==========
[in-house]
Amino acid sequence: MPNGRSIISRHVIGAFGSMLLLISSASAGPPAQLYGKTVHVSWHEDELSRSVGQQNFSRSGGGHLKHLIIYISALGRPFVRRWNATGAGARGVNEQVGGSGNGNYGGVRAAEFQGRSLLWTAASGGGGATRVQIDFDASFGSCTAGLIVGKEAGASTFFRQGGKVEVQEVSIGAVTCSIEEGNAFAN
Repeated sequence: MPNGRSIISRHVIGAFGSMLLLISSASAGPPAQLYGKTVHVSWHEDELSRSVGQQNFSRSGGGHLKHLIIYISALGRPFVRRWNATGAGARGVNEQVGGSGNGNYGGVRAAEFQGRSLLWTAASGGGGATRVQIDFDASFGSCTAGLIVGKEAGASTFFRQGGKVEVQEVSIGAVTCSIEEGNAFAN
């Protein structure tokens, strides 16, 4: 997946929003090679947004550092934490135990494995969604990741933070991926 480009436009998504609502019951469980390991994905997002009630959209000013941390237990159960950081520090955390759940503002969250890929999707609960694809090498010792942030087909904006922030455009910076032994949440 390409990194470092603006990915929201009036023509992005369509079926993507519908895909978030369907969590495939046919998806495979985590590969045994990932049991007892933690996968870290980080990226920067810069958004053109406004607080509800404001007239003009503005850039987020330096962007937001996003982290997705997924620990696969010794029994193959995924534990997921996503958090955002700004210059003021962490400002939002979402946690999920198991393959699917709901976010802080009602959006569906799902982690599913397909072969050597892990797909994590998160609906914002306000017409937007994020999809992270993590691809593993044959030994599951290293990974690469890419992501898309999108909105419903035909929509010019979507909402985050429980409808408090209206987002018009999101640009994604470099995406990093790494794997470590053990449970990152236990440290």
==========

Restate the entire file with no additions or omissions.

[in-house]
Amino acid sequence: MPNGRSIISRHVIGAFGSMLLLISSASAGPPAQLYGKTVHVSWHEDELSRSVGQQNFSRSGGGHLKHLIIYISALGRPFVRRWNATGAGARGVNEQVGGSGNGNYGGVRAAEFQGRSLLWTAASGGGGATRVQIDFDASFGSCTAGLIVGKEAGASTFFRQGGKVEVQEVSIGAVTCSIEEGNAFAN
Repeated sequence: MPNGRSIISRHVIGAFGSMLLLISSASAGPPAQLYGKTVHVSWHEDELSRSVGQQNFSRSGGGHLKHLIIYISALGRPFVRRWNATGAGARGVNEQVGGSGNGNYGGVRAAEFQGRSLLWTAASGGGGATRVQIDFDASFGSCTAGLIVGKEAGASTFFRQGGKVEVQEVSIGAVTCSIEEGNAFAN
């Protein structure tokens, strides 16, 4: 997946929003090679947004550092934490135990494995969604990741933070991926 480009436009998504609502019951469980390991994905997002009630959209000013941390237990159960950081520090955390759940503002969250890929999707609960694809090498010792942030087909904006922030455009910076032994949440 390409990194470092603006990915929201009036023509992005369509079926993507519908895909978030369907969590495939046919998806495979985590590969045994990932049991007892933690996968870290980080990226920067810069958004053109406004607080509800404001007239003009503005850039987020330096962007937001996003982290997705997924620990696969010794029994193959995924534990997921996503958090955002700004210059003021962490400002939002979402946690999920198991393959699917709901976010802080009602959006569906799902982690599913397909072969050597892990797909994590998160609906914002306000017409937007994020999809992270993590691809593993044959030994599951290293990974690469890419992501898309999108909105419903035909929509010019979507909402985050429980409808408090209206987002018009999101640009994604470099995406990093790494794997470590053990449970990152236990440290």